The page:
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Commissioner of Income-tax, Mysore Vs. Gurunath V. Dhakappa - Court Judgment

LegalCrystal Citation
SubjectDirect Taxation
CourtSupreme Court of India
Decided On
Judge
Reported in[1969]72ITR192(SC)
ActsIncome Tax Act, 1922 - Sections 10(4) and 16(1)
AppellantCommissioner of Income-tax, Mysore
RespondentGurunath V. Dhakappa
Cases ReferredIn V. D. Dhanwatey v. Commissioner of Income
Excerpt:
direct taxation - income of hindu undivided family - sections 10(4) and 16(1) of income tax act, 1922 - whether salary of karta taxable as income of hindu undivided family (h.u.f.) - h.u.f.is partner in partnership business - karta of h.u.f. represents family - income of h.u.f. includes salary of karta - income received by member of h.u.f. representing family to be treated as income of h.u.f. if directly related to investment made by h.u.f. - direct connection between family funds and salary of karta - held, salary of karta is taxable as income of h.u.f. - [ a.k. sarkar,; m. hidayatullah and; v. ramaswami, jj.] g was chief accountant-cum-office superintendent in the electric supply undertaking run by the government of the erstwhile state of madhya bharat. he was prosecuted along with k,..........payable to him for managing the business of the partnership. g. v. dhakappa was the karta of a hindu undivided family and he represented that the family in the partnership. before the income-tax officer the hindu undivided family contended that the amount of rs. 6,000 which was included in the total share allocated to g. v. dhakappa was not liable to be assessed as the income of the family and that it was liable to be assessed as g. v. dhakappa's personal income. the departmental authorities rejected the contention. they held that, since the remuneration received by dhakappa was paid to him as a representative of the hindu undivided family, it must be treated as income of the family. 2. the tribunal also agreed with that view. at the instance of the assessee the following question.....
Judgment:

Shah, J.

1. By a deed dated August 26, 1957, thirteen persons agreed to carry on business in partnership in cardamoms, betel nuts, pepper and other condiments. G. V. Dhakappa, one of the partners, was appointed manager of the partnership on a remuneration of Rs. 500 per monsoon. The firm was registered and the total share of profits allocated to G. V. Dhakappa in the assessment for the assessment year 1960-61 was Rs. 14,734 which included the amount of Rs. 6,000 which was salary payable to him for managing the business of the partnership. G. V. Dhakappa was the karta of a Hindu undivided family and he represented that the family in the partnership. Before the Income-tax Officer the Hindu undivided family contended that the amount of Rs. 6,000 which was included in the total share allocated to G. V. Dhakappa was not liable to be assessed as the income of the family and that it was liable to be assessed as G. V. Dhakappa's personal income. The departmental authorities rejected the contention. They held that, since the remuneration received by Dhakappa was paid to him as a representative of the Hindu undivided family, it must be treated as income of the family.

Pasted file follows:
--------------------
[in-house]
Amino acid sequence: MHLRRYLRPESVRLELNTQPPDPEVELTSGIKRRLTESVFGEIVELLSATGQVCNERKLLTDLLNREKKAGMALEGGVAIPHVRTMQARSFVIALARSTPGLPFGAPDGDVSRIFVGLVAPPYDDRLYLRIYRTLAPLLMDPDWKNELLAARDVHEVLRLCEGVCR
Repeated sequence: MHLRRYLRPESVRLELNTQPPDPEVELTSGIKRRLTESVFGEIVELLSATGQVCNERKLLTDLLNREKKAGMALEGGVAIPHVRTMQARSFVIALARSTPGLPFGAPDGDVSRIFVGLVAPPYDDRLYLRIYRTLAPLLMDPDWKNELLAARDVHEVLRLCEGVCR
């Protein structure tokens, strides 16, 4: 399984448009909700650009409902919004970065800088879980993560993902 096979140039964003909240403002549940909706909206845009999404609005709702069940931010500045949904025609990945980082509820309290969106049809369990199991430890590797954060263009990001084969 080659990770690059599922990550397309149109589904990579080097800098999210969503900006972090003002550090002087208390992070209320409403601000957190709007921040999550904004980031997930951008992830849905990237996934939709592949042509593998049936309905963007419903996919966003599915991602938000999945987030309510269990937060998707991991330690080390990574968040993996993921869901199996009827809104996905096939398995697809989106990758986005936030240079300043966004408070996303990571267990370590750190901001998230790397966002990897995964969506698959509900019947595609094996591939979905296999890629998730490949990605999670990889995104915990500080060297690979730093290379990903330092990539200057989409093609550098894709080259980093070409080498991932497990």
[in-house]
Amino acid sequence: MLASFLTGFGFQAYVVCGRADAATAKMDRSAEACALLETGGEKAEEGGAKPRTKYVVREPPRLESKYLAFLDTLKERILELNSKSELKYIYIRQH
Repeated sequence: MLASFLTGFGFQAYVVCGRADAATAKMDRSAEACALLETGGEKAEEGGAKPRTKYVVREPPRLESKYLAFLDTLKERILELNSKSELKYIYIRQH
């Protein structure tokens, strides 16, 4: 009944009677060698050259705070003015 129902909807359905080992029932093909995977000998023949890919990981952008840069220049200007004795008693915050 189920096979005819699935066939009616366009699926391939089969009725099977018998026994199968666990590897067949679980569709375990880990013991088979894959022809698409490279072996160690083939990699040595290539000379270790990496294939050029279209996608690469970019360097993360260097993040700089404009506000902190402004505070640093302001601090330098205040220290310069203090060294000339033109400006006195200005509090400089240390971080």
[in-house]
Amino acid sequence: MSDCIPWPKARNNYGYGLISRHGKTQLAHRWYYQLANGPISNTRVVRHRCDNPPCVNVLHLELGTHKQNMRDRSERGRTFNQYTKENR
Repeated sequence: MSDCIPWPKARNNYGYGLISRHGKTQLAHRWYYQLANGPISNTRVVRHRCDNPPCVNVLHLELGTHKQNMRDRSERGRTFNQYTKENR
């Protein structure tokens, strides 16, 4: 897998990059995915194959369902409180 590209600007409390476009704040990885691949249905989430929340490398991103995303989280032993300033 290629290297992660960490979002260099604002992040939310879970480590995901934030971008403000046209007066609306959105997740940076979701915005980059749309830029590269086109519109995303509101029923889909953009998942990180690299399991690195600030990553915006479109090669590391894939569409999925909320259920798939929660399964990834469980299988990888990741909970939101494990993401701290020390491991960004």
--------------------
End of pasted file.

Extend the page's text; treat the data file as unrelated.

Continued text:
2. The Tribunal also agreed with that view. At the instance of the assessee the following question was referred by the Tribunal to the High Court of Mysore :

'Whether, on the facts of this case, and having regard to section 10(4) (b) and section 16(1) (b) of the Income-tax Act, 1922, the salary paid as per clause 7 of annexure A is liable to be excluded from the assessment of the assessee Hindu Undivided family and assessed in the hands of the individual, Shri G. V. Dhakappa ?'

3. The High Court recorded on this question the answer that the salary was to be excluded from the total income of the assessee family. It is unnecessary for the purpose of this case to set out the authorities which the High Court referred because, in our view, the question is concluded by a recent judgment of this court. In V. D. Dhanwatey v. Commissioner of Income-tax this court held that, where a member of a Hindu undivided family represents the family in a partnership, the remuneration received by him for working in the partnership is liable to be treated as the income of the Hindu undivided family if it is directly related to the investment in the partnership business with the assets of the Hindu undivided family. In V. D. Dhanwatey's case the court held that because there was real and sufficient connection between the joint family funds and the remuneration paid by the partnership to the manager of the Joint Hindu undivided family, who was a partner, the remuneration was taxable as the income of the Hindu undivided family. In the present case there is no such finding recorded by the Tribunal. As we have already observed, the departmental authorities merely proceeded on the footing that, where a member of Hindu undivided family becomes a partner in a firm as representing the family, everything that he receives must be treated as the income of the family. That rule in inconsistent with the judgment of this court in V. D. Dhanwateys case. In the absence of a finding that the income which was received by G. V. Dhakappa was directly related to any assets of the family utilised in the partnership, the income cannot be treated as the income of the Hindu undivided family.

4. The appeal must, therefore, be dismissed. There will be no order as to costs of this appeal.

5. Appeal dismissed.


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